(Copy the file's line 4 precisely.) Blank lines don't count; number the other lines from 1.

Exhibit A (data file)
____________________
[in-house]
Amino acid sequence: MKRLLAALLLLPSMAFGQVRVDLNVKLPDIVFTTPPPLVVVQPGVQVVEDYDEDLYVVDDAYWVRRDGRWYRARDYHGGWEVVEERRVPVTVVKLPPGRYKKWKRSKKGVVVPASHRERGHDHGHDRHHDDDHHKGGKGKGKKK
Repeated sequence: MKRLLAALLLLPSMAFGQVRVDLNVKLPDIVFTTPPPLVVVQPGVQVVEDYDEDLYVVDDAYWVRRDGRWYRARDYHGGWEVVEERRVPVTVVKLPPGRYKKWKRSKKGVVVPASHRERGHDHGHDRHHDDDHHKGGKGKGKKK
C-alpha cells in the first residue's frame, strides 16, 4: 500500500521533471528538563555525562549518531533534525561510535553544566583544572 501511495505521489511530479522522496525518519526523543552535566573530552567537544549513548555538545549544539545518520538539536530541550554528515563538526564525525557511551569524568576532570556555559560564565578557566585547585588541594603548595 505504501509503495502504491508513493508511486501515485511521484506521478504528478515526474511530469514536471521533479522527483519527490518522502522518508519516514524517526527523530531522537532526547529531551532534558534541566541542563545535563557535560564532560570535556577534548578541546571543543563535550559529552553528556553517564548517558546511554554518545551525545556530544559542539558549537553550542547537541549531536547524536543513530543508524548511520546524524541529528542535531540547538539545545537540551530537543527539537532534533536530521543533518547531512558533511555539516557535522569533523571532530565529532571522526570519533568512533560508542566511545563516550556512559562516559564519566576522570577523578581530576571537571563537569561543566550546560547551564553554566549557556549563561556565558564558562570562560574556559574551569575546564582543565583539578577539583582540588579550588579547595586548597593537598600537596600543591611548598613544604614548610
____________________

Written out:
C-alpha cells in the first residue's frame, strides 16, 4: 500500500521533471528538563555525562549518531533534525561510535553544566583544572 501511495505521489511530479522522496525518519526523543552535566573530552567537544549513548555538545549544539545518520538539536530541550554528515563538526564525525557511551569524568576532570556555559560564565578557566585547585588541594603548595 505504501509503495502504491508513493508511486501515485511521484506521478504528478515526474511530469514536471521533479522527483519527490518522502522518508519516514524517526527523530531522537532526547529531551532534558534541566541542563545535563557535560564532560570535556577534548578541546571543543563535550559529552553528556553517564548517558546511554554518545551525545556530544559542539558549537553550542547537541549531536547524536543513530543508524548511520546524524541529528542535531540547538539545545537540551530537543527539537532534533536530521543533518547531512558533511555539516557535522569533523571532530565529532571522526570519533568512533560508542566511545563516550556512559562516559564519566576522570577523578581530576571537571563537569561543566550546560547551564553554566549557556549563561556565558564558562570562560574556559574551569575546564582543565583539578577539583582540588579550588579547595586548597593537598600537596600543591611548598613544604614548610